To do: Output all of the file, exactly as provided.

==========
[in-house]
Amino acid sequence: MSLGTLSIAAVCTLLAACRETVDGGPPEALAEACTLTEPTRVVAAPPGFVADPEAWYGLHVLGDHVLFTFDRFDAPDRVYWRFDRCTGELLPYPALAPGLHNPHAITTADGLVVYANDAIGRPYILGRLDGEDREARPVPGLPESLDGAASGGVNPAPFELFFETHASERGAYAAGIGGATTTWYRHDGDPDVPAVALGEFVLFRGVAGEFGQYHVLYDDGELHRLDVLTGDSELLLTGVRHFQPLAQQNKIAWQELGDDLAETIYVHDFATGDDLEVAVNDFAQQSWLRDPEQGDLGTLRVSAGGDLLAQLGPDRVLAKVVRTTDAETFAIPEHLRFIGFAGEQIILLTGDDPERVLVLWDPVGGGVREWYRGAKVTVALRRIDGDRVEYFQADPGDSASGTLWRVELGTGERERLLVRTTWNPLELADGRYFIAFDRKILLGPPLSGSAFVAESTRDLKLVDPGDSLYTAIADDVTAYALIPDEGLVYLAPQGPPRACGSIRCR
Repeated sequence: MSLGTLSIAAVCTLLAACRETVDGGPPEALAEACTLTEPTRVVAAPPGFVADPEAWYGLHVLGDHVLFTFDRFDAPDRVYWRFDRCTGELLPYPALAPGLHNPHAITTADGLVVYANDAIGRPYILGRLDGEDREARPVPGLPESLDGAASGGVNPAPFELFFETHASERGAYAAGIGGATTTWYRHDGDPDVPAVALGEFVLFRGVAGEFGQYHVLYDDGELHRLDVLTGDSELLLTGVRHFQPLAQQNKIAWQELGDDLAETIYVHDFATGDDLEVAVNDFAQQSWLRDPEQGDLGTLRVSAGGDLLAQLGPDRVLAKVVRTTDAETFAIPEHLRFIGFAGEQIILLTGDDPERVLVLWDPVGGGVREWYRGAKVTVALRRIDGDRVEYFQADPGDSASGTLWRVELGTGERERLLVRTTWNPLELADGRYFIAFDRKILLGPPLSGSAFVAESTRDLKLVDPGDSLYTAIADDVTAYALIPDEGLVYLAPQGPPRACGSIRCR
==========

[in-house]
Amino acid sequence: MSLGTLSIAAVCTLLAACRETVDGGPPEALAEACTLTEPTRVVAAPPGFVADPEAWYGLHVLGDHVLFTFDRFDAPDRVYWRFDRCTGELLPYPALAPGLHNPHAITTADGLVVYANDAIGRPYILGRLDGEDREARPVPGLPESLDGAASGGVNPAPFELFFETHASERGAYAAGIGGATTTWYRHDGDPDVPAVALGEFVLFRGVAGEFGQYHVLYDDGELHRLDVLTGDSELLLTGVRHFQPLAQQNKIAWQELGDDLAETIYVHDFATGDDLEVAVNDFAQQSWLRDPEQGDLGTLRVSAGGDLLAQLGPDRVLAKVVRTTDAETFAIPEHLRFIGFAGEQIILLTGDDPERVLVLWDPVGGGVREWYRGAKVTVALRRIDGDRVEYFQADPGDSASGTLWRVELGTGERERLLVRTTWNPLELADGRYFIAFDRKILLGPPLSGSAFVAESTRDLKLVDPGDSLYTAIADDVTAYALIPDEGLVYLAPQGPPRACGSIRCR
Repeated sequence: MSLGTLSIAAVCTLLAACRETVDGGPPEALAEACTLTEPTRVVAAPPGFVADPEAWYGLHVLGDHVLFTFDRFDAPDRVYWRFDRCTGELLPYPALAPGLHNPHAITTADGLVVYANDAIGRPYILGRLDGEDREARPVPGLPESLDGAASGGVNPAPFELFFETHASERGAYAAGIGGATTTWYRHDGDPDVPAVALGEFVLFRGVAGEFGQYHVLYDDGELHRLDVLTGDSELLLTGVRHFQPLAQQNKIAWQELGDDLAETIYVHDFATGDDLEVAVNDFAQQSWLRDPEQGDLGTLRVSAGGDLLAQLGPDRVLAKVVRTTDAETFAIPEHLRFIGFAGEQIILLTGDDPERVLVLWDPVGGGVREWYRGAKVTVALRRIDGDRVEYFQADPGDSASGTLWRVELGTGERERLLVRTTWNPLELADGRYFIAFDRKILLGPPLSGSAFVAESTRDLKLVDPGDSLYTAIADDVTAYALIPDEGLVYLAPQGPPRACGSIRCR